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Repealing Obamacare is Trump’s Groundhog Day.

Columbia Pictures

President Donald Trump told Fox Business Network’s Maria Bartiromo in a new interview that the Republican crusade against the Affordable Care Act continues unabated:

I think we’re doing very well on health care.  It’s been very much misreported that we failed with health care.  We haven’t failed, we’re negotiating and we continue to negotiate and we will save perhaps $900 billion.

Trump said he’d eventually move on to tax reform and infrastructure, but added, “I have to do health care first. I want to do it first to really do it right.”

The GOP’s inability to find consensus on the American Health Care Act last month—after seven years with repealing the Obamacare as their party’s top priority—was a stunning defeat for Trump and Republican lawmakers. To make matters worse, Trump responded to divisions within the Republican caucus by attacking the hardline Freedom Caucus, which he blamed for the unpopular bill’s defeat. 

Republicans have more than intra-party squabbles to worry about if they’re going to get anywhere on healthcare. After the AHCA failed, Kaiser Health tracking poll found two-thirds of the public thought this was a “good thing.” Earlier this month, Gallup found the Affordable Care Act is supported by the majority of Americans for the first time since 2012. Trump himself continues to be unpopular, and Democrats have been buoyed by several unexpectedly competitive special elections in conservative districts, like the one Tuesday in Kansas.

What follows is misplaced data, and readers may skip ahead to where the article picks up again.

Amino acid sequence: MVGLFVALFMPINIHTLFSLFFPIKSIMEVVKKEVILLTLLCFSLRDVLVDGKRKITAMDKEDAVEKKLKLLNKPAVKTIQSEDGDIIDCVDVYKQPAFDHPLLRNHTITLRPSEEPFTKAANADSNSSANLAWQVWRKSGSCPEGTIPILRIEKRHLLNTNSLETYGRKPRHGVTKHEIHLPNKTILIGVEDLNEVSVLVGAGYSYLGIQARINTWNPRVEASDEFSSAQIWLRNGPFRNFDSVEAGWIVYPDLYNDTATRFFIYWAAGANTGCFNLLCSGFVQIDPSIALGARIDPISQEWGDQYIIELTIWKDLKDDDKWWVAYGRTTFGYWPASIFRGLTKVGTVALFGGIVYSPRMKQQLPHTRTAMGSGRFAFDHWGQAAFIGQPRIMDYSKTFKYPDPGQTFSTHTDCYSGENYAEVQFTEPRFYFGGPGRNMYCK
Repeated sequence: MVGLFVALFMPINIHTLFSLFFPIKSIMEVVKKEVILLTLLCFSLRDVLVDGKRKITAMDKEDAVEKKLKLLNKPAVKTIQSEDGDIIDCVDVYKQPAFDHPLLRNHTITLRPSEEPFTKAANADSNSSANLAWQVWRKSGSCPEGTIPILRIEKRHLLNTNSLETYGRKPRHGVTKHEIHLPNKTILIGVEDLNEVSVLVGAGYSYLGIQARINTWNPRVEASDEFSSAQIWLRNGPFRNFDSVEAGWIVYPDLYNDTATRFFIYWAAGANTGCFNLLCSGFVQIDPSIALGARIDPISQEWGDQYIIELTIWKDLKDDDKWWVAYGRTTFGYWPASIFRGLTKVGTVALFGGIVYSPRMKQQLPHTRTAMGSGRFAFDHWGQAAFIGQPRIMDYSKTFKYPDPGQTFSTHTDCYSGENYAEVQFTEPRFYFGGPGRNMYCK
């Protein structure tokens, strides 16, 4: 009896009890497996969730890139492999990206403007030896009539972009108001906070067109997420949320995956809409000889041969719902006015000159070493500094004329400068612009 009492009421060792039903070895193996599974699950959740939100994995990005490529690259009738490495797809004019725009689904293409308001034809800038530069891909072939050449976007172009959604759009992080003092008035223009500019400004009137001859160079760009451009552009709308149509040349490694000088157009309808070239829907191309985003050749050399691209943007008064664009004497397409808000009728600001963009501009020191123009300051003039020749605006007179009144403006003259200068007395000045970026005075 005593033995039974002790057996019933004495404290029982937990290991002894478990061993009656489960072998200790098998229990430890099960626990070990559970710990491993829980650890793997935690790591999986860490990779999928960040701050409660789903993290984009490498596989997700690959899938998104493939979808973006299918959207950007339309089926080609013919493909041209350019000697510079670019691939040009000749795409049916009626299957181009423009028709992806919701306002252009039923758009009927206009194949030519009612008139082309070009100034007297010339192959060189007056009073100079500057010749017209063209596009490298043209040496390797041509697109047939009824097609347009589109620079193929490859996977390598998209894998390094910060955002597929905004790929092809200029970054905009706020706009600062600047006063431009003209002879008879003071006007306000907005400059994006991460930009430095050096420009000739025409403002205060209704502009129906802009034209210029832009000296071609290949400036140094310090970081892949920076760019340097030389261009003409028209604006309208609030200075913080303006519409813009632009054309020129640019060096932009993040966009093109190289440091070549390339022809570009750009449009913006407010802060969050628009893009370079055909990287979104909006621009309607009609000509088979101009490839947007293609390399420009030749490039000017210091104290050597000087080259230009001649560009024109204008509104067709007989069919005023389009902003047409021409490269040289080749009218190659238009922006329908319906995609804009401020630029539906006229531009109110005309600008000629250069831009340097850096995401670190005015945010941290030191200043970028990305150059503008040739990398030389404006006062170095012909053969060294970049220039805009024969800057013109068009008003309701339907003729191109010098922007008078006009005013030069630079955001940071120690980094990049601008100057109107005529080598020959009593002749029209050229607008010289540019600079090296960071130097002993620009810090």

Trump was warned that tackling healthcare first could be a nightmare. He could have begun with a big push for infrastructure, historically a bipartisan issue and one Trump clearly cares about. That would have put pressure on Democrats to compromise, and a victory would have given him real political capital to push orthodox Republican priorities. But Trump made the mistake of trusting House Speaker Paul Ryan, who insisted healthcare had to come first—a decision Trump reportedly regretted.

Now Trump is stuck. He’s got congressional leadership still fixated on healthcare, and he’s pledging not to let the issue go. But another attempt isn’t likely to fare any better, and a second major political failure will bruise Trump even more than the first.